Karma (2018)

A third generation of Van Peebles van peebles his way through this SyFy movie about the misdeeds of the past coming back to haunt you. Maybe this is the family’s penance for Jaws: The Revenge? Too soon? In truth, Karma isn’t Jaws IV-awful; it’s at worst SyFy mediocre. And frankly, by SyFy’s Sharknado-y standards, it’s actually kinda almost…good?

The film stars Mandela “Not Too Much Pressure From That Name” Van Peebles as Manny, an aspiring engineer who’s living with his wife Alicia (Brytni Sarpy) in his in-laws’ basement while he tries to find a full-time job. In the meantime, he’s working for Alicia’s morally dubious father Frank (Tim Russ) evicting delinquent tenants from their homes.

The latest eviction turns out to be an old high school buddy of Manny’s, Kevin (Kanoa Goo), whose mother is on her deathbed…and that deathbed is inside the house that Manny is kicking him out of. Manny is wracked with guilt but wants to make a good impression on his demanding father-in-law, so he goes through with the eviction. Kevin delivers one of those “horror movie warnings” promising Manny that he’ll regret it, and before you can say “Sonny Spoon,” karma begins to kick him in the teeth — from car problems to hauntings by shadowy figures and fatal mishaps befalling those around him. It turns out this karma is an actual malevolent entity that attaches itself to people who do shitty things. If only this happened in real life.

Karma’s plot is simple, but it keeps things interesting by packing in elements of “curse” films like Drag Me to Hell, haunted house fare and Final Destination-styled “accident porn,” making for a fast-moving, engaging and at times legitimately creepy watch — with an inventive and gleefully gory kill to boot. The story falls apart by the end, though, as writer Daniel Gilboy (I Spit on Your Grave: Vengeance is Mine) himself seems to not know how to defeat the evil and comes up with a solution that seems to contradict what happened earlier.

The whole “asshole curse” is an intriguing concept that makes you wonder how sinful the act has to be in order to inherit the affliction. Is cutting off someone in traffic bad enough? Laughing at a Tim Allen sitcom? Engaging in any activity that would label you a “truther”? How about leaving your shopping cart in the middle of a parking space when there’s clearly a corral FIVE FEET AWAY, YOU LAZY SWINE I GOT YOUR LICENSE PLATE NUMBER AND WILL TRACK YOU DOWN TO YOUR HOUSE AND BURN IT TO THE GROUND WITH YOU INSIDE DAMMIT NOW I HAVE THE ASSHOLE CURSE TOO.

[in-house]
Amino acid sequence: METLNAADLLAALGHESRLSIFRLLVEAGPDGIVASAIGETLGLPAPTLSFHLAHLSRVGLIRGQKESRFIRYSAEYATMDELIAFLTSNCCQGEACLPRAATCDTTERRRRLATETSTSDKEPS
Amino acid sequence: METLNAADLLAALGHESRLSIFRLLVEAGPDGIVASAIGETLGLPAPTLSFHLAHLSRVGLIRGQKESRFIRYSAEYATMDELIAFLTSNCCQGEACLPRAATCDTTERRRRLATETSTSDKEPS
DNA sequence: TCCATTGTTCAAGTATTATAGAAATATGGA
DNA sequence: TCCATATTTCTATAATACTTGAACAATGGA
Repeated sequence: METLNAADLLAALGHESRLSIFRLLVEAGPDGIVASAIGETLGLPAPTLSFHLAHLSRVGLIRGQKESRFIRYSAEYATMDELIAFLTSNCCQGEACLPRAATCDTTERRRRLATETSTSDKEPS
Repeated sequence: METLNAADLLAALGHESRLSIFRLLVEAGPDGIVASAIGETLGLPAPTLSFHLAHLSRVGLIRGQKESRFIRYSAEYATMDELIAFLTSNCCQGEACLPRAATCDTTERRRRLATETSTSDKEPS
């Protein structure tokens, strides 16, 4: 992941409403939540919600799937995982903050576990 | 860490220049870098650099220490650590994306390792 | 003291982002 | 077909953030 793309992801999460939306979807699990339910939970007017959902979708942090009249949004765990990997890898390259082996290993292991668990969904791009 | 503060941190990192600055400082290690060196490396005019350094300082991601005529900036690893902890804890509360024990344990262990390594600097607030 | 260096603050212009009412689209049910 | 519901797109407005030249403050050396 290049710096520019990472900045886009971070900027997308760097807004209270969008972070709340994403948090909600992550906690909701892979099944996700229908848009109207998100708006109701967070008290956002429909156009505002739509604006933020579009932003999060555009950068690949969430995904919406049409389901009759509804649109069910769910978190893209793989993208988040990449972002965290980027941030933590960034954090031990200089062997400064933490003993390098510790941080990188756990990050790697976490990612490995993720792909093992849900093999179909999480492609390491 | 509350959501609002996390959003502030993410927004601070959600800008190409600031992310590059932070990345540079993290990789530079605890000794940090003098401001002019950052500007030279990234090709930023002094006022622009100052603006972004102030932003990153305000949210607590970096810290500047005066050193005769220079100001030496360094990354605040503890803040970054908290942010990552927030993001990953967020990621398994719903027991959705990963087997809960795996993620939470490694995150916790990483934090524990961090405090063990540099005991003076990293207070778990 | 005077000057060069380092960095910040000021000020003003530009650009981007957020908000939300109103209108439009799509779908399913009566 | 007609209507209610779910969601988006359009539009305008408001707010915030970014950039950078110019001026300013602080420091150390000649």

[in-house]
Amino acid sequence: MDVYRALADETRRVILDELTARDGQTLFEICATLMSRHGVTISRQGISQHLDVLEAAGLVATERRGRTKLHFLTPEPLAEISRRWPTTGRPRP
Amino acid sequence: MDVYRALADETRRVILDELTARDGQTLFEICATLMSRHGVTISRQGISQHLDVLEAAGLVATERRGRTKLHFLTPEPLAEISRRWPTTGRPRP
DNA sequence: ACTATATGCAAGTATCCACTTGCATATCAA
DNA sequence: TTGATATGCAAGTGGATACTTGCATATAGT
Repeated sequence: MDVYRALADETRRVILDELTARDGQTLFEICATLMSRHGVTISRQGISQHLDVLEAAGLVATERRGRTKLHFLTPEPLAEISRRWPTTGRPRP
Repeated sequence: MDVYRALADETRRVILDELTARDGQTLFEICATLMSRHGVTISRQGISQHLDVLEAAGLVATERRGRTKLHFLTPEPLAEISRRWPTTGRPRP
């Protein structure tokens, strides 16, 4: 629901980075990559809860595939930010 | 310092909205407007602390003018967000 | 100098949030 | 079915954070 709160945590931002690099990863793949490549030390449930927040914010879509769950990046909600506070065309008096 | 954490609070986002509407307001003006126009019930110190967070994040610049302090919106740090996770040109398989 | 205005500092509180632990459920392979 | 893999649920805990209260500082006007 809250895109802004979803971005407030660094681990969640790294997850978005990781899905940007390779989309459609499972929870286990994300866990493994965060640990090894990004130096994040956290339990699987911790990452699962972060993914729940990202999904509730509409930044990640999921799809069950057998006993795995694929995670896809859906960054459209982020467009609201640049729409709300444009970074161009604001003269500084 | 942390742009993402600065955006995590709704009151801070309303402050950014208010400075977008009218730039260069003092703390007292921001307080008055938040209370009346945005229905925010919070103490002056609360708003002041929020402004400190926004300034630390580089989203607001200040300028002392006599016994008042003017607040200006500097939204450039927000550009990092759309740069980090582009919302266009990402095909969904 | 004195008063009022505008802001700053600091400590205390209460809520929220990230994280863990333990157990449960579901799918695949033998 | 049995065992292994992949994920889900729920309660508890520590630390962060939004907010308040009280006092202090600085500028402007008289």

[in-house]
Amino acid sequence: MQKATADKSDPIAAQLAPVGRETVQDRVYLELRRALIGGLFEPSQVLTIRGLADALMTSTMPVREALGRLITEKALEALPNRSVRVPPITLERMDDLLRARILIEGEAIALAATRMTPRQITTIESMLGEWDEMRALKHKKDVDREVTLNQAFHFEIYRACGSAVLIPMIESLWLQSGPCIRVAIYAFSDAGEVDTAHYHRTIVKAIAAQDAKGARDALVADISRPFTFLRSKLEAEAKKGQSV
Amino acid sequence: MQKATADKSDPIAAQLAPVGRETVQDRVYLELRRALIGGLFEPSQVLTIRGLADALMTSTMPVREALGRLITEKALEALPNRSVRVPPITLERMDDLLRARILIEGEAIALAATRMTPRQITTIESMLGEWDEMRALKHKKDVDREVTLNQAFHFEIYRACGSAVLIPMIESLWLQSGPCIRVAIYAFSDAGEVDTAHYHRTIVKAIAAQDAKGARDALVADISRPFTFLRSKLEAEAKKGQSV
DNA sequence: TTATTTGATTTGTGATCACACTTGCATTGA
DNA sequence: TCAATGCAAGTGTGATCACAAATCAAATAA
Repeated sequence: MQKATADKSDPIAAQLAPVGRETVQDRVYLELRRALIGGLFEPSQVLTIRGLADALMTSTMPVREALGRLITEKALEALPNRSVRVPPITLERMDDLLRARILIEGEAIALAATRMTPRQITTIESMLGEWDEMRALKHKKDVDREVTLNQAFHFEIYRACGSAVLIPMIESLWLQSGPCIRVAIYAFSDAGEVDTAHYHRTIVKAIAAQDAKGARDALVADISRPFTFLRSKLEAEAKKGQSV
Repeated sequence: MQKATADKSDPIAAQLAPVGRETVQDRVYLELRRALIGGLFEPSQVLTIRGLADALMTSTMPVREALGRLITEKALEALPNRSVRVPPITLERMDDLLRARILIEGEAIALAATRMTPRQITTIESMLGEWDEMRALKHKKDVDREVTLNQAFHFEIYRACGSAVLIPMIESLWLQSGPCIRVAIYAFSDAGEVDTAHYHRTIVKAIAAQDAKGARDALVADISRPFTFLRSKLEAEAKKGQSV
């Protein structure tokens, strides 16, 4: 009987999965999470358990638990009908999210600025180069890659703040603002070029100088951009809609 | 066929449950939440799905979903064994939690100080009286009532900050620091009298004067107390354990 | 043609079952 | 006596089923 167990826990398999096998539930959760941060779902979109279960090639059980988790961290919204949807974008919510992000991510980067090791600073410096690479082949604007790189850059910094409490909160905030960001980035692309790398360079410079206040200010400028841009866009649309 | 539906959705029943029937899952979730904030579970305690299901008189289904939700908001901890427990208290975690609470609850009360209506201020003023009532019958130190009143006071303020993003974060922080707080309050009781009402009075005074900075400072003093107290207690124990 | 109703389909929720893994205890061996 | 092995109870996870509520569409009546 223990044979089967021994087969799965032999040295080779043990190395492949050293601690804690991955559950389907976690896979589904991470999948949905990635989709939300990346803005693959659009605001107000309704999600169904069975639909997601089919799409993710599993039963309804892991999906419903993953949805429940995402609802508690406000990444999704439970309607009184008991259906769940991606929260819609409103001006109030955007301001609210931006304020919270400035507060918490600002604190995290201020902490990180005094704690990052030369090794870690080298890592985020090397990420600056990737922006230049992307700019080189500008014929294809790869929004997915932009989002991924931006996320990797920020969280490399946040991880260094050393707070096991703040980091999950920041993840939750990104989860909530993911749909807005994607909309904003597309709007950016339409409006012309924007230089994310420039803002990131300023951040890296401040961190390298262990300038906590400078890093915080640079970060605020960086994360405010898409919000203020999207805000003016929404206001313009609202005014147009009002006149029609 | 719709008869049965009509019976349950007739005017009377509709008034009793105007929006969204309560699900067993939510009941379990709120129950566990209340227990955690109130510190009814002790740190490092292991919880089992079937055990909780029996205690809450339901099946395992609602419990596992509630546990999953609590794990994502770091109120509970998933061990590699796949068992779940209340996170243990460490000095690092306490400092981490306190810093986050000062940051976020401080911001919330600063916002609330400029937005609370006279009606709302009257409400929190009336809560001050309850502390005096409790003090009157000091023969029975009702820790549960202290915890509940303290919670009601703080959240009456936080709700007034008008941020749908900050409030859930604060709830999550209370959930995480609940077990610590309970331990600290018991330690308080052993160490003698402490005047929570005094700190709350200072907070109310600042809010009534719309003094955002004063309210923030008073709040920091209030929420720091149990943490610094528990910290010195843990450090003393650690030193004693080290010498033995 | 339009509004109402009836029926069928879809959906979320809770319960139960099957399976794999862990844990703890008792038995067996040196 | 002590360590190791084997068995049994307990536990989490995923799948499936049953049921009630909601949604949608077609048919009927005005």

Anyway, the direction from veteran filmmaker Nick Simon (The Girl in the Photographs, Removal, 2 Lava 2 Lantula, Truth or Dare) is solid, delivering more frights than you’d expect in a SyFy movie of the week, and the cast performs with daytime soap opera competency, which is really all you need for this type of film. Van Peebles’ chiseled features replicate his father’s leading man looks, but the charisma doesn’t quite come through — granted, the character of Manny doesn’t really call for much charisma. This isn’t a full-fledged haunted house flick, but it’s close enough, and as I’ve noted before, you haven’t historically seen many black families at the center of those types of stories, so in this instance, Karma is very much welcome.

A scene from the horror movie Karma
“Give it to me straight… Will my beard ever connect?”
A scene from the horror movie Karma
“Dammit, honey, I asked you to at least turn the light on when you lurk.”
A scene from the horror movie Karma
It’s an Afford — as in they couldn’t afford to pay Ford for the product placement.
A scene from the horror movie Karma
“Remember when I said I’d plant you last, flowers? I lied.”
A scene from the horror movie Karma
“Did you just try to Solo your New Jack City into my Posse?”
A scene from the horror movie Karma
“Well, there goes my daycare license.”


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